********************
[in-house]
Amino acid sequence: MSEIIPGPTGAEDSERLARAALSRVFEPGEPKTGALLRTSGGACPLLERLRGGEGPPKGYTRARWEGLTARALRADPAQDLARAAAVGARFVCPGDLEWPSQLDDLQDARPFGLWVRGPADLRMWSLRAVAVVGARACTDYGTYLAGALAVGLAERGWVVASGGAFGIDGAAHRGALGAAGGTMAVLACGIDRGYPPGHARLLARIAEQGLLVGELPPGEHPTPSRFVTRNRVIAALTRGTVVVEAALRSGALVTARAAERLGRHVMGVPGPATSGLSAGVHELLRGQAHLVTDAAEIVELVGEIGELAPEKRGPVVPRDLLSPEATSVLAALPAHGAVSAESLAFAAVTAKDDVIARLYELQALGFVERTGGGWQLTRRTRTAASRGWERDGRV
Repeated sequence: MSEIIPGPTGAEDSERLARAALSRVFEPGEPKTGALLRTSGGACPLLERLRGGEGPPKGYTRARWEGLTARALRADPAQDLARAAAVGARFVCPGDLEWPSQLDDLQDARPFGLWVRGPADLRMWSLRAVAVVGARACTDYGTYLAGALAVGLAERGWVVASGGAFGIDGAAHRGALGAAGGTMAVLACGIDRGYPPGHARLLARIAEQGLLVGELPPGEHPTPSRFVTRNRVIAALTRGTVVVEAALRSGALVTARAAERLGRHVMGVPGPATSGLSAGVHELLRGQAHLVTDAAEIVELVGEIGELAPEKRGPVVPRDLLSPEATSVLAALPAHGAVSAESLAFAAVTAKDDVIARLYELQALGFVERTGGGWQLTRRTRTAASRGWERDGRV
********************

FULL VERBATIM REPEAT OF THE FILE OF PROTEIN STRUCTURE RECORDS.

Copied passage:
[in-house]
Amino acid sequence: MSEIIPGPTGAEDSERLARAALSRVFEPGEPKTGALLRTSGGACPLLERLRGGEGPPKGYTRARWEGLTARALRADPAQDLARAAAVGARFVCPGDLEWPSQLDDLQDARPFGLWVRGPADLRMWSLRAVAVVGARACTDYGTYLAGALAVGLAERGWVVASGGAFGIDGAAHRGALGAAGGTMAVLACGIDRGYPPGHARLLARIAEQGLLVGELPPGEHPTPSRFVTRNRVIAALTRGTVVVEAALRSGALVTARAAERLGRHVMGVPGPATSGLSAGVHELLRGQAHLVTDAAEIVELVGEIGELAPEKRGPVVPRDLLSPEATSVLAALPAHGAVSAESLAFAAVTAKDDVIARLYELQALGFVERTGGGWQLTRRTRTAASRGWERDGRV
Repeated sequence: MSEIIPGPTGAEDSERLARAALSRVFEPGEPKTGALLRTSGGACPLLERLRGGEGPPKGYTRARWEGLTARALRADPAQDLARAAAVGARFVCPGDLEWPSQLDDLQDARPFGLWVRGPADLRMWSLRAVAVVGARACTDYGTYLAGALAVGLAERGWVVASGGAFGIDGAAHRGALGAAGGTMAVLACGIDRGYPPGHARLLARIAEQGLLVGELPPGEHPTPSRFVTRNRVIAALTRGTVVVEAALRSGALVTARAAERLGRHVMGVPGPATSGLSAGVHELLRGQAHLVTDAAEIVELVGEIGELAPEKRGPVVPRDLLSPEATSVLAALPAHGAVSAESLAFAAVTAKDDVIARLYELQALGFVERTGGGWQLTRRTRTAASRGWERDGRV